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I am considering one optimization problem who is known to be NP hard in the general setting.

But there is application of this problem on the cylces of graph. This problem involves several sets and in this setting each set is the set of nodes of cycle in connected unidrected graph. And all cycles of connected unidrected graphs are the all sets for this problem. This is quite specific setting for the problem and I wonder whether there can be improvements in this specific setting.

I would like to work out all the details myself but the question is - is there the general theory of all cycles in grpahs (connected undirected). Like - what is the number of cycles, what is the minimum and maximum lenght of them, how much common nodes they can have and so on? Mybe there are connections with group theory - e.g. cycle could be some kind of orbit for a group element (in rude language). Any such information provides the constraint on the initial problem and therefore - the complexity improvements can be possible to achieve in this specific setting.

Google gives a lot about Hamiltonian and similar specific cycles. My question is about all possible cycles in graph.

Any references could be helpful. Any names for the problems and keywords in this are could be appreciated as well. Thanks.

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closed as unclear what you're asking by Sasho Nikolov, Jeffε, Kaveh, R B, Ryan Williams Aug 3 '14 at 4:06

Please clarify your specific problem or add additional details to highlight exactly what you need. As it's currently written, it’s hard to tell exactly what you're asking. See the How to Ask page for help clarifying this question. If this question can be reworded to fit the rules in the help center, please edit the question.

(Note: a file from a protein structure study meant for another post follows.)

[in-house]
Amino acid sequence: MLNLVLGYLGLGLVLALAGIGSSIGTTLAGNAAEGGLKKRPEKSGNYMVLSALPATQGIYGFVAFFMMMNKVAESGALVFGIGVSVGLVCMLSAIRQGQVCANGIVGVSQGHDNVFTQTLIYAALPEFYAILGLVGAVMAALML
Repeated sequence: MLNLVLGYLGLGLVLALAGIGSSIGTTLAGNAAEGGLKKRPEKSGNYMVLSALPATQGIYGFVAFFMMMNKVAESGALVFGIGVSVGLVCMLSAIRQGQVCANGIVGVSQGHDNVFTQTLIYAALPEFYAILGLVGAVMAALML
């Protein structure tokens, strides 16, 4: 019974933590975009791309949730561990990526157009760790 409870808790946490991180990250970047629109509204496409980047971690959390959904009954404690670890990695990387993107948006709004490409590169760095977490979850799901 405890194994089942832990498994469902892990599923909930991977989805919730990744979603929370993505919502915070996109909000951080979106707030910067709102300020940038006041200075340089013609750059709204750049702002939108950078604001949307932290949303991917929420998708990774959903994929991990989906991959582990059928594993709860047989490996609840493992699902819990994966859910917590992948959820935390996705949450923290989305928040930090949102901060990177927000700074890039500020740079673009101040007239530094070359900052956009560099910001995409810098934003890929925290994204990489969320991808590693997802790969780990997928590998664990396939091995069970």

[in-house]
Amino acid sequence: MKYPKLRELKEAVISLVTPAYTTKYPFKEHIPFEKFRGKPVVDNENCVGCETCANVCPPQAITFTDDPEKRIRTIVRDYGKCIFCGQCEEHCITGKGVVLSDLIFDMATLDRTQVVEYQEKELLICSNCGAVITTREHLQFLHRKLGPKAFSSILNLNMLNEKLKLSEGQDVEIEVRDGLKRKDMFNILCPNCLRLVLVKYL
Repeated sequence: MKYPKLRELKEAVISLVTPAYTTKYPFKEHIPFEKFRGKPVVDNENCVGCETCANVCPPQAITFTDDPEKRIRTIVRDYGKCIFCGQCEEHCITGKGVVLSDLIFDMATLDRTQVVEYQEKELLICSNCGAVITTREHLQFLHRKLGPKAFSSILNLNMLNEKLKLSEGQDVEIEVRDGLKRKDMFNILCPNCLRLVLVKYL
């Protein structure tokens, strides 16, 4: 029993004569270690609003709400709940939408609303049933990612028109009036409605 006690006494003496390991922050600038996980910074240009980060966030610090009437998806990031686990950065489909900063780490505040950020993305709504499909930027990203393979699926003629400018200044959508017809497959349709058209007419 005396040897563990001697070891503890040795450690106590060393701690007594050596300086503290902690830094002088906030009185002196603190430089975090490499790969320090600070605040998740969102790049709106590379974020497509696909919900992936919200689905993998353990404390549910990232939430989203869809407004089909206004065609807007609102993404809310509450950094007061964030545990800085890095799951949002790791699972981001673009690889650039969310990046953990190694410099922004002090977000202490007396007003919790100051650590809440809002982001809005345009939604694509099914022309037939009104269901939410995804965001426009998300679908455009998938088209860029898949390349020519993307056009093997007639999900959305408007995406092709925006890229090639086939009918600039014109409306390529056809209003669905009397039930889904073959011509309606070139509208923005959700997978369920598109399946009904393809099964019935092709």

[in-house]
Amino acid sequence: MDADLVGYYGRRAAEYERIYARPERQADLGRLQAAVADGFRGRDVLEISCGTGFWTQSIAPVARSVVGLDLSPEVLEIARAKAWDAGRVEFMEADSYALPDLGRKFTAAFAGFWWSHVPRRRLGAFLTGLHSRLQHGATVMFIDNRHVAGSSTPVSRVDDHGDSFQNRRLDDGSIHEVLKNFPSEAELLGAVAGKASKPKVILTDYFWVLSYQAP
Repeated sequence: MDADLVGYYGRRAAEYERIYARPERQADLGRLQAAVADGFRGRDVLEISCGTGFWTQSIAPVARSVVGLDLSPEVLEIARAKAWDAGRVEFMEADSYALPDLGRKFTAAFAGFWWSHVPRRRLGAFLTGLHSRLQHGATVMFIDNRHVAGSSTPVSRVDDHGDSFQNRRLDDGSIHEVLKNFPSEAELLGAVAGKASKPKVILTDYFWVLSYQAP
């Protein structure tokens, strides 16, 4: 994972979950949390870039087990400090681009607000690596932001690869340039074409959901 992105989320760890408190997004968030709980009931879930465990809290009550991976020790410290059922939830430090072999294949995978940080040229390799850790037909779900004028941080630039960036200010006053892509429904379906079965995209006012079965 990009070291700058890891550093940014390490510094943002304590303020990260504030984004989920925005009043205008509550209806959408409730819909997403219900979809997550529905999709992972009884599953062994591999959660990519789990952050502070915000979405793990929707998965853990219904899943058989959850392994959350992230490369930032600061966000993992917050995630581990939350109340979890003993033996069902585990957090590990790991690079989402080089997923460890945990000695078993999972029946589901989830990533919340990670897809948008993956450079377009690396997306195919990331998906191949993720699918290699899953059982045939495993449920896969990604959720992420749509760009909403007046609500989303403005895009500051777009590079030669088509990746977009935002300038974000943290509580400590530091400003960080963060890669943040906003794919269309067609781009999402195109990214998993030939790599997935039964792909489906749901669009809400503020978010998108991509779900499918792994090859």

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    $\begingroup$ I have no idea what a "general theory of all cycles in graphs" would mean. Can you describe a "general theory of X" for some other X? $\endgroup$ – Jeffε Jun 19 '14 at 21:28
  • $\begingroup$ As I said - I guess that my optimization problem in the undirected graph setting can have improved complexity. To investigate this and prove this it would be nice to know the maximal number of cycles in graph, how the lengths of cycles are distributed and so on. Ari answer about cycle bases seemed promising - it could be great to find some kind of generators from which other cycles can be construced and so on. All those questions forms the theory and it would be nice to have one and to have it ready for applications. But I am not sure whether such theory exists. $\endgroup$ – TomR Jun 20 '14 at 17:02
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The cycles of a graph form a vector space with its own cycle basis of simple cycles. Is that what you mean?

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